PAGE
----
x Abu Dhabi, UAEFriday 21 July 2017

Indian holistic guru driving attitudes of Priyanka Chopra and Aamir Khan

Rest, philosophy, swimming, staring at the stars, meditation and a good bath - the secret to a healthy work-life balance according to Indian life coach Mickey Mehta.

Mickey Mehta at his 360 degrees Wellness Center in Mumbai. Subhash Sharma for The National
Mickey Mehta at his 360 degrees Wellness Center in Mumbai. Subhash Sharma for The National

Mickey Mehta’s client list reads like a who’s who of India’s elite: ranging from some of the biggest business families in the country, including the Ambanis and the Birlas, to the Bollywood stars Priyanka Chopra and Aamir Khan.

Mr Mehta, 51, based in Mumbai, describes himself as a “holistic health guru” and “a life coach and philosopher” and has spent his 30-year career believing that the pursuit of money and fame often drives people to sacrifice their own health, fitness, and emotional well-being – elements he says are vital to a successful working life.

He aims to help rectify this neglect. His services do not come cheap, however, at about 100,000 rupees (Dh6,000) for a one-hour consultation, which increases threefold if he has to travel out of Mumbai for sessions.

“With my involvement, what happens is a shift in attitude, a shift in understanding, perspective management, makes them handle, understand and recourse better,” he says of the work he does with his clients.

Demand for his advice is not only highly sought after in India but also in Dubai, which he visits once every two months to consult clients.

However, while he prefers to remain tight-lipped about his wealthy clientele – “I don’t like to drop names” – he is happy to explain why his services are needed.

“People are consumed by their work and they get reduced,” Mr Mehta says. “Instead of wanting more, I ask them to be more. Being more makes you able to manage more but simply wanting more creates huge steps. It’s about stepping back, breathing easy, setting priorities, doing purposeful and meaningful work.

“Once you see that you need to approach life and business with meaning and purpose, all the frivolities will be sidelined. Your focus will be concentrated on purposeful and meaningful things. You at the level of management will be able to get the right people on board, to delegate things well.”

Among his roles, he is a wellness adviser to the Bombay Stock Exchange Brokers’ Forum, which involves conducting lectures and programmes for traders.

“People are lost chasing the Sensex, Sensex,” he says, referring to the S&P BSE, which is the benchmark index that measures the performance of 30 major Indian companies. “I tell them as much as their wealth is important, so is their health, which will allow them to enjoy the wealth that they earn. You need to be well to be a sound thinker and to do good analysis.”

But what does he actually do with his individual clients, many of whom play key roles in the country’s economic development?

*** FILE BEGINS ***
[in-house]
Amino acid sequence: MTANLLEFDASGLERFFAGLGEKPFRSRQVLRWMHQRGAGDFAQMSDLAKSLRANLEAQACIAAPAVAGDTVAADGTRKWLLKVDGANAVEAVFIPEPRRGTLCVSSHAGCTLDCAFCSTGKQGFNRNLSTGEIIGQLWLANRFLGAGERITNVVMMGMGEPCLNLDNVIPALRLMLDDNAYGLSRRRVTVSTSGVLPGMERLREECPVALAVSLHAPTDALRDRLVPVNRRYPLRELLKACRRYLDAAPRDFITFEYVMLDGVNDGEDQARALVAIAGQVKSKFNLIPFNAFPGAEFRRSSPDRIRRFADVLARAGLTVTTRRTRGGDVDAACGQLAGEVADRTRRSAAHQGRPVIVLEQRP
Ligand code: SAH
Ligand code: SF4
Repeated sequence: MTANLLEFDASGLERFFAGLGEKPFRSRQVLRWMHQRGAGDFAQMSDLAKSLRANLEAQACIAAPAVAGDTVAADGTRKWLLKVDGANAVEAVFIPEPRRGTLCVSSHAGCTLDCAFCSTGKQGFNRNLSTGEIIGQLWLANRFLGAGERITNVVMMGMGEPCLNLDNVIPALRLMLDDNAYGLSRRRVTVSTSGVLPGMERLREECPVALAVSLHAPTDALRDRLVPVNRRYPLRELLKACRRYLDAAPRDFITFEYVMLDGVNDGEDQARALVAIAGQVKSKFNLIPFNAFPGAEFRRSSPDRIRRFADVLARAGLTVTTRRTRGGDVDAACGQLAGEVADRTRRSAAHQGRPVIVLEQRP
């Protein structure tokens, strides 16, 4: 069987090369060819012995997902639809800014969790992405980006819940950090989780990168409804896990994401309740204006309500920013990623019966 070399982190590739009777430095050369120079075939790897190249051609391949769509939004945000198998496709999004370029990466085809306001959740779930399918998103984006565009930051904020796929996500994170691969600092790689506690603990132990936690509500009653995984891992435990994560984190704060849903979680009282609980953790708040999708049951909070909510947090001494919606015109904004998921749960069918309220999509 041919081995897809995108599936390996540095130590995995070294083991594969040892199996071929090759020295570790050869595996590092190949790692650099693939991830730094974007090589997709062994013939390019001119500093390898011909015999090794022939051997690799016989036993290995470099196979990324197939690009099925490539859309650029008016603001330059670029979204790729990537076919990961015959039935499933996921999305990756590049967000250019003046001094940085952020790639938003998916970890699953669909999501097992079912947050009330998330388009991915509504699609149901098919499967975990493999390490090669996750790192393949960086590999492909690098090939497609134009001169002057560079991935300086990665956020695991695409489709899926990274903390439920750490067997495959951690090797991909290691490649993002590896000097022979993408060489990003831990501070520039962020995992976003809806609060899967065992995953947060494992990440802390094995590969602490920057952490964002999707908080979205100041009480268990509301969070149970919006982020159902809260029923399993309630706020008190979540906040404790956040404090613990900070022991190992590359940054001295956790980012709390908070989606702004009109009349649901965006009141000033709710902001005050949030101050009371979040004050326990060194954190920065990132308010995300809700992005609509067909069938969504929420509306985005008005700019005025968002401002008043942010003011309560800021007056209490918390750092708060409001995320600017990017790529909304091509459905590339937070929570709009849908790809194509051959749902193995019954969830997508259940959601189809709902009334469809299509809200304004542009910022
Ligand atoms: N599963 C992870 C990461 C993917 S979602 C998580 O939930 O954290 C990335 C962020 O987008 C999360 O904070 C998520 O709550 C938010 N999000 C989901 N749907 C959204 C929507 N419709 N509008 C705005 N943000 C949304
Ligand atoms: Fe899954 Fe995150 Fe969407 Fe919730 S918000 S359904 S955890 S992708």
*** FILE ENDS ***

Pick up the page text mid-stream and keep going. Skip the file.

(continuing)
“There are a host of things I do,” Mr Mehta explains. “I read them philosophy, I read them text from different religious doctrines, which are very contextual to life and living, to managing our lives. I take them out swimming, I take them out for walks, I make them do appreciation exercises, sky-watching, oceans, everything in nature. We do stimulation through taste, meditation.”

His approach has been diversely influenced by elements of Zen, Tao, Tantra and Vedic. He explains that he typically spends at least a year working with a client and tends to spend an hour four to five times a week with them.

“You can’t make a big difference in a short time,” he says. “My whole endeavour is to make sure that they get to the level of absolute awareness where they see the whole life as a ecosystem of relationships, a web of relationships, of co-existence of things, people, circumstances.”

This in turn helps to improve their working lives and manage stress, he says, adding that physical fitness and a healthy diet are also of paramount importance.

“Exercising is very important, rest is very important, remaining calm, cool, composed is very important. This is where you come alive. Speed disintegrates, speed scatters you and disorientates and displaces you.”

Mr Mehta also stresses the value of very basic things such as personal hygiene.

“I would first naturally teach personal hygiene. When you’re clean, you’re confident.”

But surely India’s billionaires must be somewhat taken aback at being told they need to improve their personal hygiene?

“I do it very discreetly,” Mr Mehta laughs. “I would create metaphors and analogies and would not be direct. I would give them examples of how I feel when I take three baths a day, what kind of energy levels I enjoy, what kind of clarity of thought I enjoy, and what kind of confidence I enjoy.

“My participation is very discreet and diplomatic. I’m never imposing,” he adds.


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